The M19 was constructed by McLaren team in 1971 and raced in the seasons 1971 (as McLaren M19A) and 1972-73 (improved version designated M19C). The car was designed by Ralph Bellamy while the chief designer of the team Gordon Coppuck was busy with the McLaren M16 Indianapolis 500 car project. The M19 featured aluminium monocoque covered with fiberglass panels, Cosworth DFV engine as a fully stressed member, and a new rising rate suspension. The suspension used inboard coilover shocks for the front and rear, which were actuated through a swinging link that gave an increasing spring rate as the springs were compressed. But it never worked well, and was replaced by conventional suspension on the M19C in 1972. The Bruce McLaren works team was represented by Danny Hulme and Peter Gethin, who was substituted by Jackie Oliver in some races at the end of the season. The performance of the car was not very impressive – the best result for the works drivers was Hulme’s 4th places in Monaco and Canada. In the North American part of the season McLaren M19 was also entered by Penske-White team for American Marc Donohue and Englishman David Hobbs. It was the first attempt for Roger Penske, who has been involved in IndyCar racing since 1968, to enter F1 world as team co-owner. Naturally, the driver seat was given to Mark Donohue, who drove for Penske in IndyCar since the debut of the team in 1968. A talented American, who won his two first USAC Championship races earlier that year, fully justified the trust, finishing on the podium in third place at his F1 debut race in Canadian Grand Prix 1971.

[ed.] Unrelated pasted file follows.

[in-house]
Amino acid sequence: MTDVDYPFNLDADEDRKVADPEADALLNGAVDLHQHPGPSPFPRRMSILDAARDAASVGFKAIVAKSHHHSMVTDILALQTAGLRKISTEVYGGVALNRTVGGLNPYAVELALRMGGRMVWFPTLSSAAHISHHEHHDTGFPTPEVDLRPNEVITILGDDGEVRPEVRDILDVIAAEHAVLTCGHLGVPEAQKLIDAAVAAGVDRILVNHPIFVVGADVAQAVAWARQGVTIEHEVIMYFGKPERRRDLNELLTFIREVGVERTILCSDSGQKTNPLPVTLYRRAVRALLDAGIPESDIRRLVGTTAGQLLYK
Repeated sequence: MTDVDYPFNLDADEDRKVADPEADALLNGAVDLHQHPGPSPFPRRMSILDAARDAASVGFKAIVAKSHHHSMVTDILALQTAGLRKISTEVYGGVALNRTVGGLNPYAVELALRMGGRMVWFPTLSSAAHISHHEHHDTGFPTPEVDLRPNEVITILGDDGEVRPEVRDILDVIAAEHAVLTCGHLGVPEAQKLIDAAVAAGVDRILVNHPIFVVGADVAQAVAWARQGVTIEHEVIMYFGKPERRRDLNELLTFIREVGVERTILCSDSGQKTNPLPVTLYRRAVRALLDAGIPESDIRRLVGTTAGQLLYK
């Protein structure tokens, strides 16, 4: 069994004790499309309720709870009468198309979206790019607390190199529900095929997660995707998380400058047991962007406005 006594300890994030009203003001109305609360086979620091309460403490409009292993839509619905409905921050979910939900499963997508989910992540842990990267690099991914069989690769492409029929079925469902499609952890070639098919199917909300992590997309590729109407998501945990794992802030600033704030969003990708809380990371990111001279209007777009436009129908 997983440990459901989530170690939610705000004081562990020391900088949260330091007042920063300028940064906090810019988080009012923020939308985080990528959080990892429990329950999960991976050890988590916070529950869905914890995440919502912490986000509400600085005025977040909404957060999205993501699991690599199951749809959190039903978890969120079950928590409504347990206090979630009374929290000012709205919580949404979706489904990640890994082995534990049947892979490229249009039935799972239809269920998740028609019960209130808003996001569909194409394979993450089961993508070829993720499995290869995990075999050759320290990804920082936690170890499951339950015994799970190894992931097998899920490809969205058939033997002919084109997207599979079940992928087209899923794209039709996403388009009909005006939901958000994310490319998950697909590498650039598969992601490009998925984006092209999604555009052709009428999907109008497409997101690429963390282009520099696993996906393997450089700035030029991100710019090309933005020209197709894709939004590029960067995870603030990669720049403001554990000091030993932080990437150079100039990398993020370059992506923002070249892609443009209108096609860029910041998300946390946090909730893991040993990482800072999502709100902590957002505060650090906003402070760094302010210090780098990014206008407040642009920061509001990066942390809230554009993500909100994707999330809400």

|Mark Donohue||10||Penske-White Racing|
|1:43||Minichamps||McLaren Collection Edition 43 no. 48|